LISTENING to some Blades the season is almost over before it has really begun. There is, however, cause for optimism.
Less than a week into the new campaign and Sheffield United have had the kind of start nightmares are made of. Defeat in the league opener at Bolton, despite dominating for 60 minutes, was questionable. Being embarrassed by League Two Crewe at Bramall Lane in the EFL Cup was unacceptable.
Yes, that’s right. The campaign was just four days old before the word ‘unacceptable’ quite rightly passed the lips of thousands of Blades supporters. They were just the polite ones. Add the £1.8million (which could rise to £2m) sale of Che Adams to Birmingham City this week accompanied by enormous scepticism that any of the money will be spent on strengthening the squad, it would seem that little has changed. Same old, same old. But is it really that bad?
On the surface it may look as if a hole the size of a bus appears to have been driven through manager Chris Wilder’s pre-season mantra. The optimism which saw an army of 4,300 Blades fans cross the Pennines and descend on Bolton’s Macron Stadium evaporated just as quickly amongst the 8,305 who were at the Lane three days later.
Now, as they were for most of last season, United find themselves on the backfoot before their home crowd. No margin for error in front of an expected 19,000 in the first league match of the campaign at Bramall Lane against Rochdale. Anxiety will set in quickly if the Lancastrians have the upper hand and we all know how that usually ends. United have only themselves to blame and it didn’t have to be this way.
Winger Harry Chapman, just signed from Middlesbrough on a year-long loan, could make a surprise debut. The 18-year-old who has played for England Under-18s, helped Barnsley win promotion to the Championship last season, making 14 loan appearances and playing in their triumphant Johnstone Paint Trophy side at Wembley.
Defeat will open the floodgates for further criticism; a draw will pacify but only a win – and a convincing one at that – will start to restore confidence and demonstrate the Blades are moving in the right direction.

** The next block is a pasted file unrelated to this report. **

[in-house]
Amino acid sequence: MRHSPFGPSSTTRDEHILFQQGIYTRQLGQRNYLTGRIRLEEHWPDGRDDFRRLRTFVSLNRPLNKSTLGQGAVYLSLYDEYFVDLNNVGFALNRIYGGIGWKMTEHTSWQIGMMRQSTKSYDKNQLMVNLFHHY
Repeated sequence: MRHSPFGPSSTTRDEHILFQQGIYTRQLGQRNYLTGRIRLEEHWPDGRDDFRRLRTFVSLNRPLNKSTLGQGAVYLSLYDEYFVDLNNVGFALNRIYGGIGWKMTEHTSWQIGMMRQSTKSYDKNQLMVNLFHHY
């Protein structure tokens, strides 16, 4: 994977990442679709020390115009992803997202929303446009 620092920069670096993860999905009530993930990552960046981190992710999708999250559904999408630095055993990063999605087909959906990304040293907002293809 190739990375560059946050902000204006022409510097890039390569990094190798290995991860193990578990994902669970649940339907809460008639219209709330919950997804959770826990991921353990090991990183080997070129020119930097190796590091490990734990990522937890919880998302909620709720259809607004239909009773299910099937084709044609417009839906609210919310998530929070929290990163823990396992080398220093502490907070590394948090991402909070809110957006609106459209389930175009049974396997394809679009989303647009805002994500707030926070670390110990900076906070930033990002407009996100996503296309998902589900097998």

ILKESTON FC are hoping a sell-on clause in the deal which took Che Adams to Bramall Lane will enable them to pay off debt and lift a suspension imposed by the EVO-STIK Northern Premier League which puts their season opener at home to Stafford Rangers on Saturday in doubt. The Derbyshire club have rubbished claims that Adams’ move to Birmingham City could earn them as much as £400,000 but it is believed to be a six-figure sum.
There is, however, much cause for optimism. United started like a team that meant business at Bolton. The first 20 minutes saw them produce their finest since, well it’s been that long I can remember. Had the ball fallen more kindly for Leon Clarke he could quite easily have had a hat-trick. A peach of a first-half strike by Jay Spearing clinched the points for Bolton but it was hard to fathom how the Blades had nothing to show for their superiorty.
Could and should are exhausted verbs in the vocabulary of anyone associated with United. Likewise, had shots from John Fleck or Mark Duffy been a couple of inches lower against Crewe in extra time, victory would have been assured. That an additional time was needed in the first place after Clarke put United ahead after only six minutes is more concerning. Again, after starting well and creating chances throughout, United contrived to lose 2-1.
Instead of doom, gloom and despair United fans would be talking about an improved back four led by central defender Jack O’Connell who at first glance looks to be the commanding figure the Blades have been missing for too long.
Duffy and Fleck’s performances in midfield, along with Chris Basham’s at Bolton, have shown great promise, whilst up front Clarke has already done enough to demonstrate that he, not Billy Sharp might be the dominant force. Given that Sharp scored 21 goals in a failing side last season, that’s not a bad place to be. Success and failure are judged by fine margins and United have fallen short at both times of asking. It could so easily have been very different.
That said there are causes for serious worries which manager Chris Wilder has not shied away from. Maybe the biggest of them are Wilder’s conflicting statements which suggests that maybe even he has been surprised by his team’s shortcomings. Having released 10 players, transfer-listed another seven and made seven additions, this is his squad.